Corson County Public Land Buck

The story of my success began in the spring of this year. My dad, and hunting partner, who has 7 years of preference was the one who was supposed to draw an any deer tag between the two of us this year. But shockingly to us both he was unsuccessful and I was the lucky one who would be with the tag this year!

I had only a few opportunities during archery season to get out and hunt/scout for the upcoming season. And very disappointingly so, I was not seeing the deer that I had grown accustomed to seeing over the last several years. it was as if a whole new group of deer had moved in.

Well, before I knew it season had finally come and my dad, brother and I found ourselves walking into the public land to hunt before sunrise. Upon only glassing other hunters and a few deer we decided to cover some ground. The hilly terrain is all about the same in elevation and there are no real high vantage points to glass the entire area from, so we covered alot of ground making sure to glass each area as far as we could as we moved. We did manage to find a respectable 150" class buck bedded on his own, but after some hard thinking I decided to pass on the easy shot as I had my heart set on something bigger. We saw a few more small bucks that day and before we knew it we were headed back to the truck in the dark.

I was able to sneak out another time a few days later, however due to the landowner moving and working cattle I was beginning to wonder if the deer had chosen somewhere else to hang out for a while.

The day I harvested this deer I was hunting solo and it started out rough. I was extremely sore and still fatigued from the past few times out. However, within the first two hours of light I found myself crawling over a hill 200 yds from two bucks and their does bedded down. I really struggled not to harvest this deer as I was only a mile from the truck and everything had just lined up perfect. I sat and watched them for 45 minutes or so, then decided to pass. I covered more land and didn't find many deer. By this time the combination of temperature and 30mph winds felt like tiny needles to my eyeballs which wouldn't quit clouding over and was really affecting my vision. I decided I needed to change up my strategy and head for land I hadn't hunted on in several years. Land that I knew would have more shelter from the wind.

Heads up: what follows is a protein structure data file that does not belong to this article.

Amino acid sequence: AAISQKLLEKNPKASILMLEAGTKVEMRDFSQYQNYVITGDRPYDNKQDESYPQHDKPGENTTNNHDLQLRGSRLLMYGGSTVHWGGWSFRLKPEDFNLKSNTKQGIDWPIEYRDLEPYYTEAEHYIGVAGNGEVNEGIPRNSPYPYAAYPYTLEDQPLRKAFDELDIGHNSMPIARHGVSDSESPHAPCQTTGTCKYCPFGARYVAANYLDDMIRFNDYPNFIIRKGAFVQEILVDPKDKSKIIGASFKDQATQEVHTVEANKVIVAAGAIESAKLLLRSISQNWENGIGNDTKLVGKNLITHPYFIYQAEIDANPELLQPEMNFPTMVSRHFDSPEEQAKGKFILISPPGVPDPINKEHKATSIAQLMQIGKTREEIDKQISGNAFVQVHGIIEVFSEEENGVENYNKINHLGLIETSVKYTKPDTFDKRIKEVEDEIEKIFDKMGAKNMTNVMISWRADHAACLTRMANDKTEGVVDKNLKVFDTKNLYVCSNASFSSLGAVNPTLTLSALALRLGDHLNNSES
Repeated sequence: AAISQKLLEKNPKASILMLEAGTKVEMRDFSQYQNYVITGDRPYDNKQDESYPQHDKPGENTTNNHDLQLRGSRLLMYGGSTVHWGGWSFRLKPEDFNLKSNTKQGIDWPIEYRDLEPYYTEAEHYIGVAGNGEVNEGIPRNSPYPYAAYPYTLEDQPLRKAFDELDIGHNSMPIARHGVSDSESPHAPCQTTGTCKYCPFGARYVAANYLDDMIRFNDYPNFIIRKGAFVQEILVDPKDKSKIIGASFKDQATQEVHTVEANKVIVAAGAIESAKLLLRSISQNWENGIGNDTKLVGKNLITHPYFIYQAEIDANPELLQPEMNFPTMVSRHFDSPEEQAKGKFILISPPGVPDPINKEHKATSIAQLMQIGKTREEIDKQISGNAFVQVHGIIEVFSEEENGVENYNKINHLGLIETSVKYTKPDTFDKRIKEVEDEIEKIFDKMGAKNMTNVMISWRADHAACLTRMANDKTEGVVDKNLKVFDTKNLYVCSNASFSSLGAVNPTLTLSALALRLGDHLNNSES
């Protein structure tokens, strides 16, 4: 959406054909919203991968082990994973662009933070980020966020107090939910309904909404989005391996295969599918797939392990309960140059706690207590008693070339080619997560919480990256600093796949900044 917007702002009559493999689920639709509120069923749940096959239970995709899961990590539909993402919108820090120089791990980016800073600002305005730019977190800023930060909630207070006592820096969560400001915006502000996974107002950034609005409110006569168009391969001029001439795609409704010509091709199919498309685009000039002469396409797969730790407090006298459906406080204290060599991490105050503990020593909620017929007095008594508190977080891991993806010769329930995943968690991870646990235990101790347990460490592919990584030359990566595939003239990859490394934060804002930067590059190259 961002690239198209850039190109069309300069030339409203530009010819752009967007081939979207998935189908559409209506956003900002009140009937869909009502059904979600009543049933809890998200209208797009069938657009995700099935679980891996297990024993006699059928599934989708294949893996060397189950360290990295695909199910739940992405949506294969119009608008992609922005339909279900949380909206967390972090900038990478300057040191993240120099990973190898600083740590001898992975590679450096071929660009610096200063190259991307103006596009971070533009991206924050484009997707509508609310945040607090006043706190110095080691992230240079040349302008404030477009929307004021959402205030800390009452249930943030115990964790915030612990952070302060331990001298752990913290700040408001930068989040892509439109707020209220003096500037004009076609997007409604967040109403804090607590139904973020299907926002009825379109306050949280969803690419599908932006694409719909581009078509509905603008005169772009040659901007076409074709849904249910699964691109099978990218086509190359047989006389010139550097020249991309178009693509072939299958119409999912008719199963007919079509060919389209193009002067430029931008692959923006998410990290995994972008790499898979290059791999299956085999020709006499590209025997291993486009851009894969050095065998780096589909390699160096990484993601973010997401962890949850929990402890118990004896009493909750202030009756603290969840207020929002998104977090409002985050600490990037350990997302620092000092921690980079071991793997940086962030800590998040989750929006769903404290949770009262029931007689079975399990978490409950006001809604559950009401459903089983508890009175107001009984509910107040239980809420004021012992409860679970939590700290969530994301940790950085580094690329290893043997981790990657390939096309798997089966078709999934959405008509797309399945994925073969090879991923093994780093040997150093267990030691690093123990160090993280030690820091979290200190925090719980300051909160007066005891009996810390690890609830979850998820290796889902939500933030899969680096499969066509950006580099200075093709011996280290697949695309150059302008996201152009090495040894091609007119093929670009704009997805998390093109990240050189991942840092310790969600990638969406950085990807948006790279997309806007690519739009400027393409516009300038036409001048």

The afternoon went by real slow and I found myself struggling to stay awake every time I sat and tried to rattle or glass. So tuckered out I started the 2 mile trek back to the truck. As I was walking up to the vehicle I looked down in the massive draw by my truck and about 400yds away something looked out of place. I threw up my binoculars and it was a doe, then another doe, then there he was... One glance at him and I saw all I needed to, he had good fronts and a nice wide and heavy frame, everything past that could wait to be seen till he was on the ground. By this time they were all watching me. I slowly crept back from the truck and out of site, I made my way around the draw a little and belly crawled over the top of the rim till I could get a good shot. I was able to close distance to 283yds. I got setup and took control of my breath, aimed and squeezed the trigger. My .300WSM Tikka T3 rang out followed by the lovely 'whop' of the bullet connecting with its target. Because I was by myself and not wanting to have to find him in the dense draw I racked a second round and fired. Two more steps and he went down.

After putting on nearly 28 miles on foot, passing on a handful of respectable bucks, all on public land, and then finding a trophy buck so close to the truck is a hilarious end to my season. I really wonder how many times those deer have gotten away with all the other hunters just walking right passed them. I suppose the moral of the story is to always keep your eyes open and be attentive because you never know where they might be. He gross scored 184 3/8.

Jeff is the owner and operator of Jeff's Taxidermy in Mobridge SD.

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